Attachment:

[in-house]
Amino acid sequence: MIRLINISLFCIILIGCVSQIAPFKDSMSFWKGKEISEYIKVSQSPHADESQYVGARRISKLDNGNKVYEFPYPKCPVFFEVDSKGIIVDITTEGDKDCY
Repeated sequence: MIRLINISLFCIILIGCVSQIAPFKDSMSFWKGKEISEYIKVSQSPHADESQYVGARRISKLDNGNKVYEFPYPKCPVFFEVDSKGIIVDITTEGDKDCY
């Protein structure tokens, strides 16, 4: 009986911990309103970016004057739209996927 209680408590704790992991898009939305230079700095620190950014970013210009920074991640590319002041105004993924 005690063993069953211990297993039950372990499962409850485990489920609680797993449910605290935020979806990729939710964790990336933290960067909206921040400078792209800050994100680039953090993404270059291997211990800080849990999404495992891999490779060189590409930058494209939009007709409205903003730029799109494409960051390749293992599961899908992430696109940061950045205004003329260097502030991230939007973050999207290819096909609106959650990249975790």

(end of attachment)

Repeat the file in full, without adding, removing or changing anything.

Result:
[in-house]
Amino acid sequence: MIRLINISLFCIILIGCVSQIAPFKDSMSFWKGKEISEYIKVSQSPHADESQYVGARRISKLDNGNKVYEFPYPKCPVFFEVDSKGIIVDITTEGDKDCY
Repeated sequence: MIRLINISLFCIILIGCVSQIAPFKDSMSFWKGKEISEYIKVSQSPHADESQYVGARRISKLDNGNKVYEFPYPKCPVFFEVDSKGIIVDITTEGDKDCY
């Protein structure tokens, strides 16, 4: 009986911990309103970016004057739209996927 209680408590704790992991898009939305230079700095620190950014970013210009920074991640590319002041105004993924 005690063993069953211990297993039950372990499962409850485990489920609680797993449910605290935020979806990729939710964790990336933290960067909206921040400078792209800050994100680039953090993404270059291997211990800080849990999404495992891999490779060189590409930058494209939009007709409205903003730029799109494409960051390749293992599961899908992430696109940061950045205004003329260097502030991230939007973050999207290819096909609106959650990249975790």